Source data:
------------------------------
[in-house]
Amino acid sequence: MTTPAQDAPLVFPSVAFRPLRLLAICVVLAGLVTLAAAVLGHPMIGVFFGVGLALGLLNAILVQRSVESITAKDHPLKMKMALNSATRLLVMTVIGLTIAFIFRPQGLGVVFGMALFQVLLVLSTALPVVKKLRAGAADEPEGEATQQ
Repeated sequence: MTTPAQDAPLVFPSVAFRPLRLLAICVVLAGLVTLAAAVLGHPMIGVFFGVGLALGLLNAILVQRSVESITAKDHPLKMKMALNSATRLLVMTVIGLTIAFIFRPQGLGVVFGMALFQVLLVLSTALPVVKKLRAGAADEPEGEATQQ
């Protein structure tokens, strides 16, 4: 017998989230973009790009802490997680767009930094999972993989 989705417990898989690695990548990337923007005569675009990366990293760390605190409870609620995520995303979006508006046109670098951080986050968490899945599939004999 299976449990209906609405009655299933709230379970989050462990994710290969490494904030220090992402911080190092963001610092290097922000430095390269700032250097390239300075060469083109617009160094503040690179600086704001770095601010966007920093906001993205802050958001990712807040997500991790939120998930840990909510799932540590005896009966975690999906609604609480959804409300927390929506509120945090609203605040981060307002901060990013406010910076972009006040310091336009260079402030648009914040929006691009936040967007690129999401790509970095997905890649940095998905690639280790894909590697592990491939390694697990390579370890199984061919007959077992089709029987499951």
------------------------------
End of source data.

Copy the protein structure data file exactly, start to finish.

[in-house]
Amino acid sequence: MTTPAQDAPLVFPSVAFRPLRLLAICVVLAGLVTLAAAVLGHPMIGVFFGVGLALGLLNAILVQRSVESITAKDHPLKMKMALNSATRLLVMTVIGLTIAFIFRPQGLGVVFGMALFQVLLVLSTALPVVKKLRAGAADEPEGEATQQ
Repeated sequence: MTTPAQDAPLVFPSVAFRPLRLLAICVVLAGLVTLAAAVLGHPMIGVFFGVGLALGLLNAILVQRSVESITAKDHPLKMKMALNSATRLLVMTVIGLTIAFIFRPQGLGVVFGMALFQVLLVLSTALPVVKKLRAGAADEPEGEATQQ
């Protein structure tokens, strides 16, 4: 017998989230973009790009802490997680767009930094999972993989 989705417990898989690695990548990337923007005569675009990366990293760390605190409870609620995520995303979006508006046109670098951080986050968490899945599939004999 299976449990209906609405009655299933709230379970989050462990994710290969490494904030220090992402911080190092963001610092290097922000430095390269700032250097390239300075060469083109617009160094503040690179600086704001770095601010966007920093906001993205802050958001990712807040997500991790939120998930840990909510799932540590005896009966975690999906609604609480959804409300927390929506509120945090609203605040981060307002901060990013406010910076972009006040310091336009260079402030648009914040929006691009936040967007690129999401790509970095997905890649940095998905690639280790894909590697592990491939390694697990390579370890199984061919007959077992089709029987499951």